Piccadilly Theatre, London SW1
Opened 1 June, 2005

For my money, Guys And Dolls is the greatest of the classic stage musicals.  It’s big fun without veering wildly into camp; it’s romantic and hard-edged at once, with no room for slop; and it doesn’t have any nuns or Nazis, just guys in sharp suits shooting craps.  All of which is fortunate, because if the show itself didn’t contain several million volts of pizzazz, this revival of it would seldom be more than tepid.

Do you remember Down With Love, the musical pastiche of Rock Hudson/Doris Day movies that Ewan McGregor starred in? No? Well, that’s my point, really.  McGregor is handsome enough to play Sky Masterson, the gambler suckered into a bet that he can take a Salvation Army sergeant on a date to Havana. But he lacks the sheer magnetism Sky needs.  Likewise his singing voice: it’s OK, but without a mike it would be nowhere.

This version of the tale of lovable New York lowlifes – gamblers and chorus girls – has some really shaky accents.  Jane Krakowski as Miss Adelaide even jettisons the mandatory Brooklyn twang; when she didn’t protest that she’s not “one of those goils”, I felt cheated.  Douglas Hodge plays Adelaide’s long-standing fiancé Nathan Detroit as so goofy, and with such a wandering accent, he recalls Bernard Bresslaw.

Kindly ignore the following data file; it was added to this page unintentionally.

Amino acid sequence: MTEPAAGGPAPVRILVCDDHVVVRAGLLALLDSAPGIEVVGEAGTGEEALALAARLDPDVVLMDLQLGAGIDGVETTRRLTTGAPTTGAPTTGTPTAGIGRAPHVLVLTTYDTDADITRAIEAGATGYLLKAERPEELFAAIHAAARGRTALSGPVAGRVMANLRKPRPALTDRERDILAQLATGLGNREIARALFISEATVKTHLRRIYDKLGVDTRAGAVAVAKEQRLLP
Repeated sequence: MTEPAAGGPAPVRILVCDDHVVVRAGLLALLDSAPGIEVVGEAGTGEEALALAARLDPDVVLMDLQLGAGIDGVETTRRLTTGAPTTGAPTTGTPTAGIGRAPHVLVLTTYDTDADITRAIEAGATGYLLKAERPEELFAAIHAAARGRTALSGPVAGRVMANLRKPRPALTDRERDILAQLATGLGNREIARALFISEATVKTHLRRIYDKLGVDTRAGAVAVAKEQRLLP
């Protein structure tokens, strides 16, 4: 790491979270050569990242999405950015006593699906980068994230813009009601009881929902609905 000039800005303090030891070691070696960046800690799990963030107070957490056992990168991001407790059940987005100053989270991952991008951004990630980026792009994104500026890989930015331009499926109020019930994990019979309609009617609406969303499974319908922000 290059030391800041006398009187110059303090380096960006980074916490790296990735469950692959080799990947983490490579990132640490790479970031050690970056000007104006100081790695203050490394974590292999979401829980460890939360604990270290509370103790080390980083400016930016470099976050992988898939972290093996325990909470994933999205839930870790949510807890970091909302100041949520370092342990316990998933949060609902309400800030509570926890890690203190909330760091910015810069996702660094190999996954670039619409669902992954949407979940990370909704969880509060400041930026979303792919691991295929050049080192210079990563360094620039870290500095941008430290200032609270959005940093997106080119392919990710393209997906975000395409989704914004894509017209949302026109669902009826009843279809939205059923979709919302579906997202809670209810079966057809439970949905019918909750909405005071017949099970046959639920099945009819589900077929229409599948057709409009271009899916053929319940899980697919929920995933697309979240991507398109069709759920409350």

Michael Grandage’s direction and Rob Ashford’s choreography feel excessively sedate: little electricity or dramatic tension. Even the scene changes are too unhurried, blocking the natural flow.  The principal scene-stealer is petite Sévan Stephan as Chicago mobster Big Jule; for once, “Big” is sarcastic!  And the big show-stopping number, “Sit Down, You’re Rockin’ The Boat”, does indeed stop the show, albeit briefly.

It’s obviously unfair to compare this show to the Brando/Sinatra movie. Some viewers may also recall the National Theatre production of 1982 and 1996, which by all accounts was breathtaking.  But it’s not a matter of comparing this staging of it to other versions, just measuring it against what the show is capable of and what it ought to attain.  It’s perfectly agreeable, but Guys And Dolls can and should be so much better.

Written for Teletext.

Copyright © Ian Shuttleworth; all rights reserved.

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